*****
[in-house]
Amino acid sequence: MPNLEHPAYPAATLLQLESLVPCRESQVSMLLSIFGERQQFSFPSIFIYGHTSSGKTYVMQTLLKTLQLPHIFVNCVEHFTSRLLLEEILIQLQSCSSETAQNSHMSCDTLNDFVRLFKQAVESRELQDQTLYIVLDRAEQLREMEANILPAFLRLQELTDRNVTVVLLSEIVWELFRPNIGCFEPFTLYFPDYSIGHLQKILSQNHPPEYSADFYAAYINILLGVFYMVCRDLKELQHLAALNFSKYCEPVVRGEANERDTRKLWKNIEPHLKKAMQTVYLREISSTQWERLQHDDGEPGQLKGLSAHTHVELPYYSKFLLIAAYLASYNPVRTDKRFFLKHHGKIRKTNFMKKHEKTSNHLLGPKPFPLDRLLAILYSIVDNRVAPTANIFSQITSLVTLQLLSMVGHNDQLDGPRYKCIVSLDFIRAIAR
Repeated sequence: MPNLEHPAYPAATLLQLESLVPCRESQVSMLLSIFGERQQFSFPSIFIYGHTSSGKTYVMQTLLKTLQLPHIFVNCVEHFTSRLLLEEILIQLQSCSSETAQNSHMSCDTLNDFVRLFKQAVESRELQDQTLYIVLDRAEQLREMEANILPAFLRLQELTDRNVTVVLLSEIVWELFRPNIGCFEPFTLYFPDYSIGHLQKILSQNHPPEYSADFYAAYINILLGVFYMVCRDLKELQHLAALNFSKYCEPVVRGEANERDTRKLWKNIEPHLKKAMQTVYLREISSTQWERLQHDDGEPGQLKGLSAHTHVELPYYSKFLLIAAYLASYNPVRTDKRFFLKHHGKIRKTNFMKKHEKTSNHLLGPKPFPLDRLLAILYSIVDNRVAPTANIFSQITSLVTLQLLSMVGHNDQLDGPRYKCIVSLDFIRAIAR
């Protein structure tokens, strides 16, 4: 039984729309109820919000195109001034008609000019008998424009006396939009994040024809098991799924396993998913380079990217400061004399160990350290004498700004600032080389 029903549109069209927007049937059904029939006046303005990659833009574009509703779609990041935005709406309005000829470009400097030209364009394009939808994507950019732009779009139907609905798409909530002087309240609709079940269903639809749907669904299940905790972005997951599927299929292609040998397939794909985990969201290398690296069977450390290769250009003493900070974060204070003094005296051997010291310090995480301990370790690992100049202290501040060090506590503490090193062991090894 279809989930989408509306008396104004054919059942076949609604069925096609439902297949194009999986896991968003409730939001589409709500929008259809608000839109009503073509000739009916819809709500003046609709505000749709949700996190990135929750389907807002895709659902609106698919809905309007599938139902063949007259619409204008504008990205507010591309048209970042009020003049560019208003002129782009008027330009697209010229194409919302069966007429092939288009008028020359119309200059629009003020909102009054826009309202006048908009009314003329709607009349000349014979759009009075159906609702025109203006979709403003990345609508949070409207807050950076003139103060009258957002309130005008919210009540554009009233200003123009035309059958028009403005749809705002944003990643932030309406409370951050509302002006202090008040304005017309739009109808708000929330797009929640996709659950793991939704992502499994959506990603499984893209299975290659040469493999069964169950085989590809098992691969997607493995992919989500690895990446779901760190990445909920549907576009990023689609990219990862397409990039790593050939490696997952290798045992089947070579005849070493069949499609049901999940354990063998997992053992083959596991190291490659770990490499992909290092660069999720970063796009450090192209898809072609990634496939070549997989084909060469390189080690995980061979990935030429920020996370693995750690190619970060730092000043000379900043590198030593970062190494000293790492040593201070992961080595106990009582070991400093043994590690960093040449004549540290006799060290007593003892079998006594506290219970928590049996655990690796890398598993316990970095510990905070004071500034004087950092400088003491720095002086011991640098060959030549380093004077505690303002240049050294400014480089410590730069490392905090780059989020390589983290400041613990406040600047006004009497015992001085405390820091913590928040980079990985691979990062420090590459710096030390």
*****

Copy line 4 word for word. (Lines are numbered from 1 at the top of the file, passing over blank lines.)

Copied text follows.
């Protein structure tokens, strides 16, 4: 039984729309109820919000195109001034008609000019008998424009006396939009994040024809098991799924396993998913380079990217400061004399160990350290004498700004600032080389 029903549109069209927007049937059904029939006046303005990659833009574009509703779609990041935005709406309005000829470009400097030209364009394009939808994507950019732009779009139907609905798409909530002087309240609709079940269903639809749907669904299940905790972005997951599927299929292609040998397939794909985990969201290398690296069977450390290769250009003493900070974060204070003094005296051997010291310090995480301990370790690992100049202290501040060090506590503490090193062991090894 279809989930989408509306008396104004054919059942076949609604069925096609439902297949194009999986896991968003409730939001589409709500929008259809608000839109009503073509000739009916819809709500003046609709505000749709949700996190990135929750389907807002895709659902609106698919809905309007599938139902063949007259619409204008504008990205507010591309048209970042009020003049560019208003002129782009008027330009697209010229194409919302069966007429092939288009008028020359119309200059629009003020909102009054826009309202006048908009009314003329709607009349000349014979759009009075159906609702025109203006979709403003990345609508949070409207807050950076003139103060009258957002309130005008919210009540554009009233200003123009035309059958028009403005749809705002944003990643932030309406409370951050509302002006202090008040304005017309739009109808708000929330797009929640996709659950793991939704992502499994959506990603499984893209299975290659040469493999069964169950085989590809098992691969997607493995992919989500690895990446779901760190990445909920549907576009990023689609990219990862397409990039790593050939490696997952290798045992089947070579005849070493069949499609049901999940354990063998997992053992083959596991190291490659770990490499992909290092660069999720970063796009450090192209898809072609990634496939070549997989084909060469390189080690995980061979990935030429920020996370693995750690190619970060730092000043000379900043590198030593970062190494000293790492040593201070992961080595106990009582070991400093043994590690960093040449004549540290006799060290007593003892079998006594506290219970928590049996655990690796890398598993316990970095510990905070004071500034004087950092400088003491720095002086011991640098060959030549380093004077505690303002240049050294400014480089410590730069490392905090780059989020390589983290400041613990406040600047006004009497015992001085405390820091913590928040980079990985691979990062420090590459710096030390």